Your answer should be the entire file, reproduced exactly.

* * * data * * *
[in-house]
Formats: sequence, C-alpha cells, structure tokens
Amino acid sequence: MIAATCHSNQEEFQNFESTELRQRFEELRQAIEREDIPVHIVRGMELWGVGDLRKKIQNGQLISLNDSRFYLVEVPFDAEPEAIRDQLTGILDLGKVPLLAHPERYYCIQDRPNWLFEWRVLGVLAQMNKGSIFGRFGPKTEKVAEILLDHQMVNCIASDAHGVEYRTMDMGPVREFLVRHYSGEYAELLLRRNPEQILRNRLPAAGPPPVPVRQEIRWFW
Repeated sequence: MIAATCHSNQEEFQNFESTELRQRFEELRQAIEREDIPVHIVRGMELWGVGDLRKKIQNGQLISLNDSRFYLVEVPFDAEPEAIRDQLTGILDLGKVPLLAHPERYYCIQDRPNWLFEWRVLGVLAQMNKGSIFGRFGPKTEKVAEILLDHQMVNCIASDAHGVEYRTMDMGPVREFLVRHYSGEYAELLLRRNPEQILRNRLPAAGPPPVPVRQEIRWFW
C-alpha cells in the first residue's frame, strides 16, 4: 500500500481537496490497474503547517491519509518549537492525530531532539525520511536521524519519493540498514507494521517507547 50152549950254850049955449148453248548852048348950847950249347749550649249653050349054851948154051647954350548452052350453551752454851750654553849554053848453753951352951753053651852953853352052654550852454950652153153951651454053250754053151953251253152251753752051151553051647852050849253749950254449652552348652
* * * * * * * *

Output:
[in-house]
Formats: sequence, C-alpha cells, structure tokens
Amino acid sequence: MIAATCHSNQEEFQNFESTELRQRFEELRQAIEREDIPVHIVRGMELWGVGDLRKKIQNGQLISLNDSRFYLVEVPFDAEPEAIRDQLTGILDLGKVPLLAHPERYYCIQDRPNWLFEWRVLGVLAQMNKGSIFGRFGPKTEKVAEILLDHQMVNCIASDAHGVEYRTMDMGPVREFLVRHYSGEYAELLLRRNPEQILRNRLPAAGPPPVPVRQEIRWFW
Repeated sequence: MIAATCHSNQEEFQNFESTELRQRFEELRQAIEREDIPVHIVRGMELWGVGDLRKKIQNGQLISLNDSRFYLVEVPFDAEPEAIRDQLTGILDLGKVPLLAHPERYYCIQDRPNWLFEWRVLGVLAQMNKGSIFGRFGPKTEKVAEILLDHQMVNCIASDAHGVEYRTMDMGPVREFLVRHYSGEYAELLLRRNPEQILRNRLPAAGPPPVPVRQEIRWFW
C-alpha cells in the first residue's frame, strides 16, 4: 500500500481537496490497474503547517491519509518549537492525530531532539525520511536521524519519493540498514507494521517507547 50152549950254850049955449148453248548852048348950847950249347749550649249653050349054851948154051647954350548452052350453551752454851750654553849554053848453753951352951753053651852953853352052654550852454950652153153951651454053250754053151953251253152251753752051151553051647852050849253749950254449652552348652